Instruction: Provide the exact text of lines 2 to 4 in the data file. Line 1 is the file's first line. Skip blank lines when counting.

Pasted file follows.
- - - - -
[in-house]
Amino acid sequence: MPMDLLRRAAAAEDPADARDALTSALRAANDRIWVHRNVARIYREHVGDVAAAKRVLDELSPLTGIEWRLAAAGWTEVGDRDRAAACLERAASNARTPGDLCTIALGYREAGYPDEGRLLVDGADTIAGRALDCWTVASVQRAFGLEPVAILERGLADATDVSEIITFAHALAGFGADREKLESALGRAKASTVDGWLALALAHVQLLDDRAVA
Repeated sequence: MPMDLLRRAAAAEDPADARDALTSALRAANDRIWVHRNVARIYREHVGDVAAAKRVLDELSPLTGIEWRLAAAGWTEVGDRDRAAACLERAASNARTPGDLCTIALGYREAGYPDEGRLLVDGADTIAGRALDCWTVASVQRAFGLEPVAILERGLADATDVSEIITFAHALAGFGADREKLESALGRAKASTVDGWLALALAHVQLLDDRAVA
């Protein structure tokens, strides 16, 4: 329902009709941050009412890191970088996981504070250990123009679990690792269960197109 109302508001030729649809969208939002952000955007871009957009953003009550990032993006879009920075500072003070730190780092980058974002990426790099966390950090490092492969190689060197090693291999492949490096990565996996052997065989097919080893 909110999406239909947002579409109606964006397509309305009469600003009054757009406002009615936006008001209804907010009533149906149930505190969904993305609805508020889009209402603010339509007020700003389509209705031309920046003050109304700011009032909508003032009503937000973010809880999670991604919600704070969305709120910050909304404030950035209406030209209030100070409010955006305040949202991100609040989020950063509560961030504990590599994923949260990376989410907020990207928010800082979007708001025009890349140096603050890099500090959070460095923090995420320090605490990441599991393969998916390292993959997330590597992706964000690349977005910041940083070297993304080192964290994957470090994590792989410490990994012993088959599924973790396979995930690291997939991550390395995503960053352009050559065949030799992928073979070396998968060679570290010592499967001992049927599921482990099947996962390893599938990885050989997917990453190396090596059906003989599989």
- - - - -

Amino acid sequence: MPMDLLRRAAAAEDPADARDALTSALRAANDRIWVHRNVARIYREHVGDVAAAKRVLDELSPLTGIEWRLAAAGWTEVGDRDRAAACLERAASNARTPGDLCTIALGYREAGYPDEGRLLVDGADTIAGRALDCWTVASVQRAFGLEPVAILERGLADATDVSEIITFAHALAGFGADREKLESALGRAKASTVDGWLALALAHVQLLDDRAVA
Repeated sequence: MPMDLLRRAAAAEDPADARDALTSALRAANDRIWVHRNVARIYREHVGDVAAAKRVLDELSPLTGIEWRLAAAGWTEVGDRDRAAACLERAASNARTPGDLCTIALGYREAGYPDEGRLLVDGADTIAGRALDCWTVASVQRAFGLEPVAILERGLADATDVSEIITFAHALAGFGADREKLESALGRAKASTVDGWLALALAHVQLLDDRAVA
């Protein structure tokens, strides 16, 4: 329902009709941050009412890191970088996981504070250990123009679990690792269960197109 109302508001030729649809969208939002952000955007871009957009953003009550990032993006879009920075500072003070730190780092980058974002990426790099966390950090490092492969190689060197090693291999492949490096990565996996052997065989097919080893 909110999406239909947002579409109606964006397509309305009469600003009054757009406002009615936006008001209804907010009533149906149930505190969904993305609805508020889009209402603010339509007020700003389509209705031309920046003050109304700011009032909508003032009503937000973010809880999670991604919600704070969305709120910050909304404030950035209406030209209030100070409010955006305040949202991100609040989020950063509560961030504990590599994923949260990376989410907020990207928010800082979007708001025009890349140096603050890099500090959070460095923090995420320090605490990441599991393969998916390292993959997330590597992706964000690349977005910041940083070297993304080192964290994957470090994590792989410490990994012993088959599924973790396979995930690291997939991550390395995503960053352009050559065949030799992928073979070396998968060679570290010592499967001992049927599921482990099947996962390893599938990885050989997917990453190396090596059906003989599989």